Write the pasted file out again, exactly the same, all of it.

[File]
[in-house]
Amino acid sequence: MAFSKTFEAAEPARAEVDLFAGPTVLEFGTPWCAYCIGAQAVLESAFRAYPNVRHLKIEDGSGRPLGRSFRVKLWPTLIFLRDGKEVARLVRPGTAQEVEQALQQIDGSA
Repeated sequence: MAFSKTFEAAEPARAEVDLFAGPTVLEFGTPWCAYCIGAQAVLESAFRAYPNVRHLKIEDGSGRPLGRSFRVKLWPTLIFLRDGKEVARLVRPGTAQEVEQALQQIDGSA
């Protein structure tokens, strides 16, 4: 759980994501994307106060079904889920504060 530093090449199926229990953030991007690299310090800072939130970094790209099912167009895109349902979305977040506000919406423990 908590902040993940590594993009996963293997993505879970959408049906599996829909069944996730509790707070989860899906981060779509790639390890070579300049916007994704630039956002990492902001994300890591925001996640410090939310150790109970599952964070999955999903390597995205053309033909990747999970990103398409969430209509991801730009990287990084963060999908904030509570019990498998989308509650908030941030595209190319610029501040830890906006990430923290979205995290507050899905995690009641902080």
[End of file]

[in-house]
Amino acid sequence: MAFSKTFEAAEPARAEVDLFAGPTVLEFGTPWCAYCIGAQAVLESAFRAYPNVRHLKIEDGSGRPLGRSFRVKLWPTLIFLRDGKEVARLVRPGTAQEVEQALQQIDGSA
Repeated sequence: MAFSKTFEAAEPARAEVDLFAGPTVLEFGTPWCAYCIGAQAVLESAFRAYPNVRHLKIEDGSGRPLGRSFRVKLWPTLIFLRDGKEVARLVRPGTAQEVEQALQQIDGSA
């Protein structure tokens, strides 16, 4: 759980994501994307106060079904889920504060 530093090449199926229990953030991007690299310090800072939130970094790209099912167009895109349902979305977040506000919406423990 908590902040993940590594993009996963293997993505879970959408049906599996829909069944996730509790707070989860899906981060779509790639390890070579300049916007994704630039956002990492902001994300890591925001996640410090939310150790109970599952964070999955999903390597995205053309033909990747999970990103398409969430209509991801730009990287990084963060999908904030509570019990498998989308509650908030941030595209190319610029501040830890906006990430923290979205995290507050899905995690009641902080």